I’ve talked before about how growing a Twitter audience is simple. It turns out it’s even more simple than I thought – The Deseret News (owned by the company I work for) wrote today about a local Utah construction manager who created his own Twitter awards show called “The Chappy Awards”. In his “virtual award show” Dustin Chapman awarded various celebrities and media “Chappy Awards” on Twitter, and before he knew it, #2013Chappys was a trending term on Twitter and hundreds were all getting in on the fun.

Chapman, who created the awards show to (according to the Deseret News) “encourage the media. When something happens, I’m on Twitter following reaction. I’m more likely to turn to news stations and media sources that post things regularly on Twitter than not.”

And encourage the media he did. Awarding several local news celebrities a Chappy Award, he got numerous positive reactions from the award out of excitement (hey – who doesn’t like to win something?). They posted to their Twitter feeds their excitement for the award, and their some times much larger audiences would then learn about the Chappy Award and Chapman’s account @itschappy in the process. His Twitter account grew significantly throughout the day.

So if you’re looking for more followers on Twitter, start your own awards show. Create a hashtag, pick some well-known people, and boom-instant followers as they thank you for your kind gesture.

Some day I too will win a Chappy…

Check out the Deseret News article by Landon Hemsley here!

Adobe Disrupts Enterprise Collaboration With New Tool for Marketers

Enterprise collaboration is quickly becoming the future of communication within the enterprise. Using tools like Yammer, employees have been able to collaborate between themselves on internal “social networks” where links, photos, and information could be shared. Now we see tools like SalesForce Chatter which attempt to turn employee communication and collaboration into measurable results. Enterprise collaboration is evolving from simple “watercooler”-type chatter to results-focused communication and collaboration.  Today Adobe took that further at their Digital Marketing Summit with their new UI for Adobe Marketing Cloud, which focuses on marketing-related collaboration between departments in enterprise organizations.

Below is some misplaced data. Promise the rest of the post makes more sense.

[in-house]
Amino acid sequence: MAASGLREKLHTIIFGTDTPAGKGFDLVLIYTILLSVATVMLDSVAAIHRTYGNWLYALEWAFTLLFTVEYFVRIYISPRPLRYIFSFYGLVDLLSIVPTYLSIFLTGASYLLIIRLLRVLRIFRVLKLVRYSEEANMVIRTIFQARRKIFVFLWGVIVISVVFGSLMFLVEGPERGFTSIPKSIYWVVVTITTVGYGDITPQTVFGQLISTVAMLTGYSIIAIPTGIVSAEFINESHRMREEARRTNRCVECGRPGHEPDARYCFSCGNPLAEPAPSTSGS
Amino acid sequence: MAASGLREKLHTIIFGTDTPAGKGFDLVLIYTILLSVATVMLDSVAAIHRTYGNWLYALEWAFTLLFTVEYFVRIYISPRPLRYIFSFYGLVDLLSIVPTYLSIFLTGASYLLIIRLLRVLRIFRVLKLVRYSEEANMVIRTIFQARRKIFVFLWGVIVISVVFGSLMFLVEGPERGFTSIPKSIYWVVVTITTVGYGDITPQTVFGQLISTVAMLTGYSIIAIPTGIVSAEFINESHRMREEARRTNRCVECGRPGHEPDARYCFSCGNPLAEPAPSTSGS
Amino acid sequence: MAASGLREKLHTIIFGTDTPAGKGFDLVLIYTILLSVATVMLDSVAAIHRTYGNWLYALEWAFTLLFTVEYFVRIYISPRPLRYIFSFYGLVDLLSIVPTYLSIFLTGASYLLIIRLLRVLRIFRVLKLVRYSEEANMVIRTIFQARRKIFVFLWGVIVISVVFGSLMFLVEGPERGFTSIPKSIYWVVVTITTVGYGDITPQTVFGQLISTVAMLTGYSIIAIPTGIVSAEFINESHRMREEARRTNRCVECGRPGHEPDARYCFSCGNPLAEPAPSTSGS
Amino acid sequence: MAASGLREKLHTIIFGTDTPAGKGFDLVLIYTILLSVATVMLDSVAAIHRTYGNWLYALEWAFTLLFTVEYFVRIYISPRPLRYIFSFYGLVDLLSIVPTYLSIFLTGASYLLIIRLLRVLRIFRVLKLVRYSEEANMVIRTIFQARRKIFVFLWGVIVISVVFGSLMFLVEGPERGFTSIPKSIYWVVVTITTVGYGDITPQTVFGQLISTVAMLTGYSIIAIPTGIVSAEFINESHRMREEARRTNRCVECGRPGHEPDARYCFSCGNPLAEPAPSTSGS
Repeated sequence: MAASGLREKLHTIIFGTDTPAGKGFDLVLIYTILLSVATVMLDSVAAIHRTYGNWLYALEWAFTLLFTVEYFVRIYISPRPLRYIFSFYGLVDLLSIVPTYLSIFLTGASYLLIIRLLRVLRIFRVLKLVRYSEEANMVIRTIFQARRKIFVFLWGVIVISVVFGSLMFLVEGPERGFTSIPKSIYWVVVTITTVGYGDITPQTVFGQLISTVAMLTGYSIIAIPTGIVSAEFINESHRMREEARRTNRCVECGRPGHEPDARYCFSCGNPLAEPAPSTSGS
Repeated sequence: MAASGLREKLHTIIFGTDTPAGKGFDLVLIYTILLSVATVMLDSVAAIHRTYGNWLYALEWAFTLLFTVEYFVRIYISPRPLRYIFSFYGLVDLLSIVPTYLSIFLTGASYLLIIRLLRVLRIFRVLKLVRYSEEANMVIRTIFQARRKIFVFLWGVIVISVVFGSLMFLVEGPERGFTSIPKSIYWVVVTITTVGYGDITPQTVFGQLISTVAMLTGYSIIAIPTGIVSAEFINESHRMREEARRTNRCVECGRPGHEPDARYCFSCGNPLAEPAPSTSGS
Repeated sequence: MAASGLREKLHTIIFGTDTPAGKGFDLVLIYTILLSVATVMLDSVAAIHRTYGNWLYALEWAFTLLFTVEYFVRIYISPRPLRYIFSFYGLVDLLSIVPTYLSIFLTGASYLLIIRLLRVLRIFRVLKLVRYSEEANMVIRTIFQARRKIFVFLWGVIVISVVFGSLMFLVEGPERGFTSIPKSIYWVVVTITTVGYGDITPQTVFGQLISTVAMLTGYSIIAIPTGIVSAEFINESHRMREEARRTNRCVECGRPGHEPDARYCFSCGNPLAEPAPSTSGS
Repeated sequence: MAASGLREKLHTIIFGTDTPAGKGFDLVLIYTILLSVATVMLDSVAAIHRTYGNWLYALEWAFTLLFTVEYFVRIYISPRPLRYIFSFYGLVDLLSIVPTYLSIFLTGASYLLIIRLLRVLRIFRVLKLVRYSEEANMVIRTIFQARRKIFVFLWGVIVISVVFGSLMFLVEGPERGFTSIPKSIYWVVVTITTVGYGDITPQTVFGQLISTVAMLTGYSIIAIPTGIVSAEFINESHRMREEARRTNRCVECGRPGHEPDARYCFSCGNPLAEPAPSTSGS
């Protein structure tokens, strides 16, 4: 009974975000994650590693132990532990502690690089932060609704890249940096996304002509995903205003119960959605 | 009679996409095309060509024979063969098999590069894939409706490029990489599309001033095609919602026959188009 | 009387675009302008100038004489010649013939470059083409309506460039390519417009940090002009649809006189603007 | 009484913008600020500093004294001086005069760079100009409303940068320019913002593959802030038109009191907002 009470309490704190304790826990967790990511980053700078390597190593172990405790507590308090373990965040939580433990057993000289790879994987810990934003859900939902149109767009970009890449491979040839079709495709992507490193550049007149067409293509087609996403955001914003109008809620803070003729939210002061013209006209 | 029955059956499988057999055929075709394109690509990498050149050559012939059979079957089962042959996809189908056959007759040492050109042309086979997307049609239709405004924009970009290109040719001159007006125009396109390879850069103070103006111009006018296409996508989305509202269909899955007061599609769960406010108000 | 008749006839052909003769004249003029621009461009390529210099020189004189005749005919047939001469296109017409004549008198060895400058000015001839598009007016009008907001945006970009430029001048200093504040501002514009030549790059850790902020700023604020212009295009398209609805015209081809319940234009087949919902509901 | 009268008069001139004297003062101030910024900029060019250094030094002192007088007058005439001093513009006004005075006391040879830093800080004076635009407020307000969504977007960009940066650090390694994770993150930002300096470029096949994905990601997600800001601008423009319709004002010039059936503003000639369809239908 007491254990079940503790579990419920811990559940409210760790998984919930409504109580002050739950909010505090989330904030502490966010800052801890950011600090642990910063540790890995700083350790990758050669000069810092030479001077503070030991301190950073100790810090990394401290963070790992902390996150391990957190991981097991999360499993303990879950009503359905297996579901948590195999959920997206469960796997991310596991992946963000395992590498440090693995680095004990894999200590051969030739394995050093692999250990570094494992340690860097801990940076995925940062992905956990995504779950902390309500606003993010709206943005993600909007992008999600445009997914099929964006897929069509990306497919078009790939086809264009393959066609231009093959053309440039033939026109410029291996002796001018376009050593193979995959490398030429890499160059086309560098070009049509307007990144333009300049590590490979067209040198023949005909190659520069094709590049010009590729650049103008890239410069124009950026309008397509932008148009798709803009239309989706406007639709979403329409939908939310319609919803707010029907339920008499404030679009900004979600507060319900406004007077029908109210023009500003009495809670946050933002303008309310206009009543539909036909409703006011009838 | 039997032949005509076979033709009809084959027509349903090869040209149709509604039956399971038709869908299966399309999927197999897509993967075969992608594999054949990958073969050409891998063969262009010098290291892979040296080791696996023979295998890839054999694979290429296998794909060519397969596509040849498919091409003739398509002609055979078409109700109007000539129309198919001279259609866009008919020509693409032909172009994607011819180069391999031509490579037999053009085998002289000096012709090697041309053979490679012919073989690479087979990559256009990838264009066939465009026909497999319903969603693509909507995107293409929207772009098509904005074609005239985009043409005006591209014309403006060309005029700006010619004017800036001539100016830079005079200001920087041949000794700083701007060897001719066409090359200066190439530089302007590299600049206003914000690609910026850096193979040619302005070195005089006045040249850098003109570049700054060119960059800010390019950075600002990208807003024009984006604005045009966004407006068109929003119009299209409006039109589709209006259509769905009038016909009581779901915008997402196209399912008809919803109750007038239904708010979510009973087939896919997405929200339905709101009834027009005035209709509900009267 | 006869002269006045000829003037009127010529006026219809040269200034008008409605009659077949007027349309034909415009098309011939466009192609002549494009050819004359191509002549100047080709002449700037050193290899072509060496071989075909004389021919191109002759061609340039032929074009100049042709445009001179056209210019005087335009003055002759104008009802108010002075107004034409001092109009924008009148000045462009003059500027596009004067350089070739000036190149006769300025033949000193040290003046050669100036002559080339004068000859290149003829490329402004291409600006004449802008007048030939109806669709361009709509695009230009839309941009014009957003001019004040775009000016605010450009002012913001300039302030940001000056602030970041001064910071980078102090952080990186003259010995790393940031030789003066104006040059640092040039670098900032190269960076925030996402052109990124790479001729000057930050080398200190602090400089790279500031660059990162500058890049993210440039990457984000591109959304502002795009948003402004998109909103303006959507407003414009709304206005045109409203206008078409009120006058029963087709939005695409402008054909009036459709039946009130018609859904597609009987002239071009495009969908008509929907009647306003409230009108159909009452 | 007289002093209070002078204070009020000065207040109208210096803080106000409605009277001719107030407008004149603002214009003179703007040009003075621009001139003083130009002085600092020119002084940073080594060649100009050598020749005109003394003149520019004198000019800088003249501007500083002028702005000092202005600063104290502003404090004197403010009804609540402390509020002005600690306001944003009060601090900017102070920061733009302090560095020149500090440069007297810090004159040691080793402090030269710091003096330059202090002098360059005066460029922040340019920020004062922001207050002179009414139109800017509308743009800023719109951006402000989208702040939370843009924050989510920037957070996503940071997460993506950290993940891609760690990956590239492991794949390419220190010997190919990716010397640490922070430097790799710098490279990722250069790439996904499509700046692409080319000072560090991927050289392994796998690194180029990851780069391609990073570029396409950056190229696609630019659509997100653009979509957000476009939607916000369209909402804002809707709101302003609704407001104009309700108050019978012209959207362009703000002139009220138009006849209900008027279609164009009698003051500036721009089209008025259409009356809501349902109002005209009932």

The entire interface of Adobe Marketing Cloud has been revamped to a very Pinterest-like interface allowing creatives, marketers, and analysts in the organization to all communicate together and come to results-driven design of each product within the organization. The entire design is focused on combining the best features of Adobe’s Creative and Marketing Cloud products to allow creative professionals to play a part in real results for their organization.

Creative professionals can create designs right inside the Adobe creative products like Photoshop, and have their designs shared right to Marketing Cloud for the marketing organization to review, provide feedback, and send back to the creative employees for revision. Both creatives and marketers in the organization can all review new data in a Pinterest-like “feed” within Adobe Marketing Cloud, comment, make annotations, and collaborate around everything shared on the platform.

Not only can creative elements be shared, but analytics and other elements of the Adobe marketing suite of products can be shared as well. Charts, graphs, analytics, and other points all have “share” buttons now that allow professionals in the organization share into the Marketing Cloud feed for further collaboration. Each new element appears as a card in the feed for employees to collaborate.

Enterprise collaboration just took a new turn as it took even stronger and more focused growth through Adobe’s launch today. The product is expensive, and will likely only be affordable by larger organizations, but for those that can afford it, the opportunities are endless.